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Marathon Training: DNF’ing a Long Run – Is It Sometimes Better To Cut It Short?

I hate cutting workouts short. I’m a numbers guy, and when I have a target distance for a workout I like to hit it. However, one of the lessons I’ve learned over the past few years is that sometimes it’s better to cut a workout short when things just aren’t feeling right. Today was one of those days.

Coach Caleb had me scheduled to run 18 miles today. I’m nearing the end of this marathon training cycle, and my taper begins next week, so today’s 18 miler and one more 21 miler next weekend were the final two really long workouts. I left the house this afternoon with a bit of apprehension since I was feeling tired, and after just a few miles I knew the run was going to be a struggle. My legs did not want to move.

I pushed on, hoping to just go easy and finish off the workout, but at the top of a big hill at mile 8 it was clear that my legs were shot. I felt like I was at mile 24 of a marathon, and it took immense effort just to keep putting one foot in front of the other.

My biggest struggle in a situation like this is mental. I get down on myself if I can’t finish a workout, and I start to worry about how I’m going to handle the race if I can’t complete 18 miles just four weeks out. It’s irrational since I’ve already had a really solid 18 miler, and a decent 20, but I have the thoughts nonetheless.

My recourse today was to focus on the purpose of the workout. The goal of a long run like this is to get me mentally prepared to run 26.2, and to get my legs physically prepared to handle the rigors of the distance. Running long forces them to continue working when tired, and that simulates the late stages of the race.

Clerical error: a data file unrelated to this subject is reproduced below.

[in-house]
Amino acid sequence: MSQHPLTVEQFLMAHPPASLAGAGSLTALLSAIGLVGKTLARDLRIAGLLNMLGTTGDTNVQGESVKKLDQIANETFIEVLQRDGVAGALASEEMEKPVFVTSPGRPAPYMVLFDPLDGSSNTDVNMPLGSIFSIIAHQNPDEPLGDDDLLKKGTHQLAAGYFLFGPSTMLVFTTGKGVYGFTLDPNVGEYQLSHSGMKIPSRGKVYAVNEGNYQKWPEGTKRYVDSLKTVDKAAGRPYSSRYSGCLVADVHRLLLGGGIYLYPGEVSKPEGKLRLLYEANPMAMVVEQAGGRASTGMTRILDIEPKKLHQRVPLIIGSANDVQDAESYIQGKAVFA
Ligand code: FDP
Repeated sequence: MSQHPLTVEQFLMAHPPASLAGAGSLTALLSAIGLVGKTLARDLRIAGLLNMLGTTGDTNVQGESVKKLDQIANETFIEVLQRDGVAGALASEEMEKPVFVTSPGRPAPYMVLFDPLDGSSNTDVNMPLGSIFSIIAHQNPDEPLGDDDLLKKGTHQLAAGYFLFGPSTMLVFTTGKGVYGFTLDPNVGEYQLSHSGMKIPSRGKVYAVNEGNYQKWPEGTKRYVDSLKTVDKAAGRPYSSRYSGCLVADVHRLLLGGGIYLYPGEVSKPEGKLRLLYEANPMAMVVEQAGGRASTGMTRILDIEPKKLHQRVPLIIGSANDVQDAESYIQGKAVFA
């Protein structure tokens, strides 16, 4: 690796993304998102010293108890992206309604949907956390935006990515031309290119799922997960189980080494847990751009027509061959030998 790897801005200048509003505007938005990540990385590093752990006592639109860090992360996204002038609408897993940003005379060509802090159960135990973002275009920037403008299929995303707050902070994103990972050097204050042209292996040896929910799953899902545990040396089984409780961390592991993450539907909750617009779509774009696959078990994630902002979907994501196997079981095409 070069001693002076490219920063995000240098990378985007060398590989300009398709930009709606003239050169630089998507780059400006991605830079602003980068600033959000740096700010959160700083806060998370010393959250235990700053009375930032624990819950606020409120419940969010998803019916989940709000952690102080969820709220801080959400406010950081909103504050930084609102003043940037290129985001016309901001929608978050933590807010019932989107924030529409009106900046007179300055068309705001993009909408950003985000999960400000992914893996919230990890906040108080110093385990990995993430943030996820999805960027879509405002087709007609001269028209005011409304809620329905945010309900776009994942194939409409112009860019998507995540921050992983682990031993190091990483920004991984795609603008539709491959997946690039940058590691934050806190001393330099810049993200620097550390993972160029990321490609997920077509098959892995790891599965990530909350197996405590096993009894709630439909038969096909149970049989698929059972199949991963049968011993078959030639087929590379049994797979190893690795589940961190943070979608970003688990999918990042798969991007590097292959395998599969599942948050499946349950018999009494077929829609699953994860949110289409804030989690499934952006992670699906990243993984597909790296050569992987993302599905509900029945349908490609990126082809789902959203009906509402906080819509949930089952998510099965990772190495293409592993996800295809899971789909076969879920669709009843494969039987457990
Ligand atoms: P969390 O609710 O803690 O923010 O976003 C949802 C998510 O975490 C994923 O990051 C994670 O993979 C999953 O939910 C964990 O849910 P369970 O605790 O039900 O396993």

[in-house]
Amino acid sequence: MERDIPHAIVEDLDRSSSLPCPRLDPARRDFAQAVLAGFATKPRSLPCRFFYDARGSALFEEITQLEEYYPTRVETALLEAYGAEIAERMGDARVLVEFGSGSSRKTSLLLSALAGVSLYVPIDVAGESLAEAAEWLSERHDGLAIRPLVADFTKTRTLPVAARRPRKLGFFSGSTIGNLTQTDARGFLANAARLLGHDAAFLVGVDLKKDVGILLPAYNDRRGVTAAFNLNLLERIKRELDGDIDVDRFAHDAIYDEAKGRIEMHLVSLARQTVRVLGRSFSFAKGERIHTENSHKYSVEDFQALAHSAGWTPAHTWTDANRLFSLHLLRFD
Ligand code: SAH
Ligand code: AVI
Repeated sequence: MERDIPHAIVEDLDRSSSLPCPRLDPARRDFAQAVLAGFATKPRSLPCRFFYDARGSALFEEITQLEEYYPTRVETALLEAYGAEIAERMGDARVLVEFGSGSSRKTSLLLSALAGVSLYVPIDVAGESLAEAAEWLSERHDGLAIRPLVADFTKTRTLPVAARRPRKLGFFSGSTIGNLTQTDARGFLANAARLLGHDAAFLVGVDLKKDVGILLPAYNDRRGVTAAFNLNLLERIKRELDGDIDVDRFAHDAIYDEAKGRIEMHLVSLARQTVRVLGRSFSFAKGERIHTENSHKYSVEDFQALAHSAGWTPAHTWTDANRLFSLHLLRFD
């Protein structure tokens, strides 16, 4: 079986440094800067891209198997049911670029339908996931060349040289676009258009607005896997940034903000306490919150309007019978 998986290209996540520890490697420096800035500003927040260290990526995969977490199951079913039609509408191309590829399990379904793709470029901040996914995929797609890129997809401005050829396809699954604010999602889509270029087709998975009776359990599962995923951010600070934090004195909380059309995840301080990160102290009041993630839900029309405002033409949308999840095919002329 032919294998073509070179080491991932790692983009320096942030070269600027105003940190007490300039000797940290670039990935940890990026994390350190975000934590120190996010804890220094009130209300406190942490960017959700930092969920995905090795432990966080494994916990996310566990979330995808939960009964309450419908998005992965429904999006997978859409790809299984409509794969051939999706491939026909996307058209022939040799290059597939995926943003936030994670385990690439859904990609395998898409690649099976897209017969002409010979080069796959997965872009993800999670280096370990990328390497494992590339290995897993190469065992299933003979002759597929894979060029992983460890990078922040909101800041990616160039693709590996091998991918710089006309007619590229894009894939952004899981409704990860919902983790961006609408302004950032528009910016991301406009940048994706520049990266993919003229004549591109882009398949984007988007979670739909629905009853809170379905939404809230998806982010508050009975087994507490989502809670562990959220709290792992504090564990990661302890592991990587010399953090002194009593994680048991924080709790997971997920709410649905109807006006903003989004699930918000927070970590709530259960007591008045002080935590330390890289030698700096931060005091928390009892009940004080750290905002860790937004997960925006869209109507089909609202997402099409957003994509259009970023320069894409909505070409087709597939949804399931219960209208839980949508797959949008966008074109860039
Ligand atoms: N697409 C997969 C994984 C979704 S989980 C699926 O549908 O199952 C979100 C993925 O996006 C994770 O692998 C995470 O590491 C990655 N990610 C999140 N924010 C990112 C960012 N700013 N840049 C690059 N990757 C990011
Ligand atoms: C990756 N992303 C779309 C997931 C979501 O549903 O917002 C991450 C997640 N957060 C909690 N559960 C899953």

What I kept telling myself as I considered my options was that even if I cut the run short I would achieve the goal of running on tired legs. In fact, my legs were tired almost from the start, and 13 miles on tired legs might be just as good as 18 on fresh legs. I identified the three factors that were making me miserable:

1. I ran 20 miles last Sunday, then did a hard 10 miler with a fartlek in the middle on Wednesday. The 10 miler was a challenge after the 20, and I knew my legs were already fatigued earlier in the week.

2. I went to a Taekwondo class yesterday morning for the first time in a few weeks. Master Jung had us doing some intensive sparring practice, and I’m pretty sure I’ve never done any exercise quite as intense as TKD sparring. My legs were sore afterward, and the soreness lingered into today (my peroneals, hamstrings, and hip adductors in particular were all barking). I paid the price for not keeping up with my TKD workouts.

3. It was hot today. Mid-70’s F and sunny might not seem hot to some, but we had a particularly long winter in New England and I am not acclimated to running in anything remotely warm yet. I think this was only the second time this year that I’ve run in temps above 70. It takes me about 3 weeks to acclimate to warmer weather, and I’m just not there yet.